Dr Rasha Kelej
Chief Executive Officer (CEO) of Merck Foundation, Dr Rasha Kelej, has called for media support to end the stigma associated with infertility on the African continent.
According to her, the time is ripe for a shift in mindset around the issue. “The media needs to lead the change in the narrative about infertility and lead the discussion that would bring about prevention, no stigma and better treatment options for couples,” she underscored.
Speaking at the maiden ‘Merck More Than A Mother’ media awards and training in Nairobi Kenya, Dr Kelej pointed out that the role of the media in demystifying the cultural and traditional stigma associated with women who are not able to get pregnant was important in finding a solution to the reproductive challenge.
She emphasized that without the media coming on board, ending the humiliation many African women are made to go through because of their infertility will be an unlikely event.
“Not only husbands mistreat women (due to infertility), mothers-in-law and sisters-in-law can also influence their son or brother to harass his wife because she cannot have children. All this has to change,” she said.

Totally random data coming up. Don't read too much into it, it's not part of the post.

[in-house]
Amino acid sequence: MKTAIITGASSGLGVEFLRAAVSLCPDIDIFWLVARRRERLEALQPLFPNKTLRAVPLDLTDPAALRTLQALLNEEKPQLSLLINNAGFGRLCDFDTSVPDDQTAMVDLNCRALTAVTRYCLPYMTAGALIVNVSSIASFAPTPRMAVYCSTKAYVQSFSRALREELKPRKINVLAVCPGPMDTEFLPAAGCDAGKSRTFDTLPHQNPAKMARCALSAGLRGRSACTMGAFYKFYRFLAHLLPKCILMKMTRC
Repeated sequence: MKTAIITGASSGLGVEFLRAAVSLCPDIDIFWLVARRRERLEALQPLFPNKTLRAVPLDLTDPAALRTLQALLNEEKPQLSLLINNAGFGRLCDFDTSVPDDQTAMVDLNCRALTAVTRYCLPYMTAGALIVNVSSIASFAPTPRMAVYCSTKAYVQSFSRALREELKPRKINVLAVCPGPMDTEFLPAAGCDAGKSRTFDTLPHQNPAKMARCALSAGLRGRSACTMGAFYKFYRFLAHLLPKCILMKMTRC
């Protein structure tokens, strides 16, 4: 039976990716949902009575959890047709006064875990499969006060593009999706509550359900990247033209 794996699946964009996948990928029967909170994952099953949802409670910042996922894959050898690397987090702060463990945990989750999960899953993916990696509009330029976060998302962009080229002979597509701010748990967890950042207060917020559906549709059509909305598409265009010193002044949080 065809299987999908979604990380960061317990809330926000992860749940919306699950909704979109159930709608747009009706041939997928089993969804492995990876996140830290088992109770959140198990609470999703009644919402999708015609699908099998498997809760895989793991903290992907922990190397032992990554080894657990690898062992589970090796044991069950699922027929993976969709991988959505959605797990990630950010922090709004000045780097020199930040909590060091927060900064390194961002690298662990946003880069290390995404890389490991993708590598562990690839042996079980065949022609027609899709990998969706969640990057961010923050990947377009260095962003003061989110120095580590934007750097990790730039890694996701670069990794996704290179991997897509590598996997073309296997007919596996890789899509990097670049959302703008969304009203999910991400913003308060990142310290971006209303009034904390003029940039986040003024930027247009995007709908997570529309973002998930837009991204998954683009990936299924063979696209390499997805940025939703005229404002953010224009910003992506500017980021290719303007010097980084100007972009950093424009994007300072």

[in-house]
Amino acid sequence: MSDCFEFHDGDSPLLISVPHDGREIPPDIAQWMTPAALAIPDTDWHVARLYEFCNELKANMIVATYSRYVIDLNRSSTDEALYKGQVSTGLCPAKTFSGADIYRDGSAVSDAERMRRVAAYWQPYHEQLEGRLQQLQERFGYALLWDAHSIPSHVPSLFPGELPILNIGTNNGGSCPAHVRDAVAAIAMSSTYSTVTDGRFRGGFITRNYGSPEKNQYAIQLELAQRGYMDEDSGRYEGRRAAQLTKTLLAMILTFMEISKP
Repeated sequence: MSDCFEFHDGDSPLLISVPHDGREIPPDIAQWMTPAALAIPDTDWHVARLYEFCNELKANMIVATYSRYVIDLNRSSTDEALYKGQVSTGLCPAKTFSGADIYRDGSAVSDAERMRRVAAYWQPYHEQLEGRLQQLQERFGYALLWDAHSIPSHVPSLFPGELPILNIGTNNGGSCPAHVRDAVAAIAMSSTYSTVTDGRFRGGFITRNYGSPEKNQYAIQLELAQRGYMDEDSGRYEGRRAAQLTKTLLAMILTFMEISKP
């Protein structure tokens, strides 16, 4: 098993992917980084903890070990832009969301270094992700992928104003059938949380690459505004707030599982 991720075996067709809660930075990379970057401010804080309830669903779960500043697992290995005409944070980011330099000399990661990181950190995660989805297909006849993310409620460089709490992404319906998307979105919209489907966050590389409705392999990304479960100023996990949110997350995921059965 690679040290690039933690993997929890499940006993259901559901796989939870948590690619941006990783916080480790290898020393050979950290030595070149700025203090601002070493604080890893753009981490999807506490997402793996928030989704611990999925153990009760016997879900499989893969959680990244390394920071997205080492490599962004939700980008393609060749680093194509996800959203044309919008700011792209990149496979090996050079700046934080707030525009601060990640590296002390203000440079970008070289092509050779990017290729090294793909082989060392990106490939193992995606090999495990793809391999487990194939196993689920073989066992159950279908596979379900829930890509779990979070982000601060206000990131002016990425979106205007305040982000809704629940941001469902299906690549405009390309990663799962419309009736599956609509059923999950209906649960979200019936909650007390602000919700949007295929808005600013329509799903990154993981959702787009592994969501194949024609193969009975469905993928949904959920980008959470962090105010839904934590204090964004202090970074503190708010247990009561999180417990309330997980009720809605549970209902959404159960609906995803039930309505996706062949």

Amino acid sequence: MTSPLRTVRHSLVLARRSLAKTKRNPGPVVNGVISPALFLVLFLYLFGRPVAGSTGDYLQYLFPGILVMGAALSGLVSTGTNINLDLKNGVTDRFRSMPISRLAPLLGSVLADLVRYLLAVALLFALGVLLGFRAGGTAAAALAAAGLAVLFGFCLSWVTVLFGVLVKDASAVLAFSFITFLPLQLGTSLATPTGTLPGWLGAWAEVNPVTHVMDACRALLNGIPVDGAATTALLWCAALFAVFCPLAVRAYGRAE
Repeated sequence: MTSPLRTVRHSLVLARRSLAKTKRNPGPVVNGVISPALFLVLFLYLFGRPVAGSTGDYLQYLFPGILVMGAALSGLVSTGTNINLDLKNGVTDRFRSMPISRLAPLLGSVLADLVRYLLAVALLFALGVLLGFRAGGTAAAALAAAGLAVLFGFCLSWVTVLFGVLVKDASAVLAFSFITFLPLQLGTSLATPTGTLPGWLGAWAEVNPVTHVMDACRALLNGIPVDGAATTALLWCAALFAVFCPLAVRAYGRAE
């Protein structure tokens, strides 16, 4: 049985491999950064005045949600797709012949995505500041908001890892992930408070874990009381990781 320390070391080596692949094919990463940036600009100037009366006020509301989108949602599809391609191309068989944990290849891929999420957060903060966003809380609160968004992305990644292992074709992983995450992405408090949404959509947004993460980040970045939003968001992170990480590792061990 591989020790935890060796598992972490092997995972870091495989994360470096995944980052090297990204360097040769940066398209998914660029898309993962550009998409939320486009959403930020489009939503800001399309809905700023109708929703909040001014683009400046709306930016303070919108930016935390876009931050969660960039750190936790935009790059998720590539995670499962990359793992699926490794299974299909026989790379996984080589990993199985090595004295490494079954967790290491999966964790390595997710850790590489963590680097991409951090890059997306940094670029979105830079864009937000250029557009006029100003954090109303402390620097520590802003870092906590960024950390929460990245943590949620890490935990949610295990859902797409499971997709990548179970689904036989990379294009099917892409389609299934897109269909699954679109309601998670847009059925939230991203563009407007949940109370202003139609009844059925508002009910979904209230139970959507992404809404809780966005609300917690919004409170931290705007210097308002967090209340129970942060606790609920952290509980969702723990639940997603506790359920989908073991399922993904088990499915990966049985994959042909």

Dr Kelej said research has shown that men also contribute to the infertility situation of their families just as the women, adding that a little bit of information can save lives, bring happiness and change culture and beliefs about infertility.
“From today, let’s talk about infertility until it becomes normal thing to talk about,” she said.
Dr Kelej, therefore, added that the training will prepare the media to advocate and raise awareness by sensitising citizens on infertility prevention, treatment options and the role of men and women in the fight.
Globally, 160 million couples suffer from infertility, with most of these coming from developing and poor nations.
In sub-Saharan Africa, untreated sexually transmitted disease/ infection are responsible for up to 85 percent of infertility in women.
Merck Media Awards
Merck Foundation also recognised journalists whose work made an impact in addressing the issue of infertility in its maiden awards ceremony.
Multimedia, print, radio, online journalists and students from African countries like Kenya, Uganda, South Africa and Mozambique were rewarded for their efforts in bringing to the fore the hardly-spoken about issue of infertility.
Dr Kelej later announced the second edition of the awards which is opened to all English-speaking African countries.
From Jamila Akweley Okertchiri, Nairobi Kenya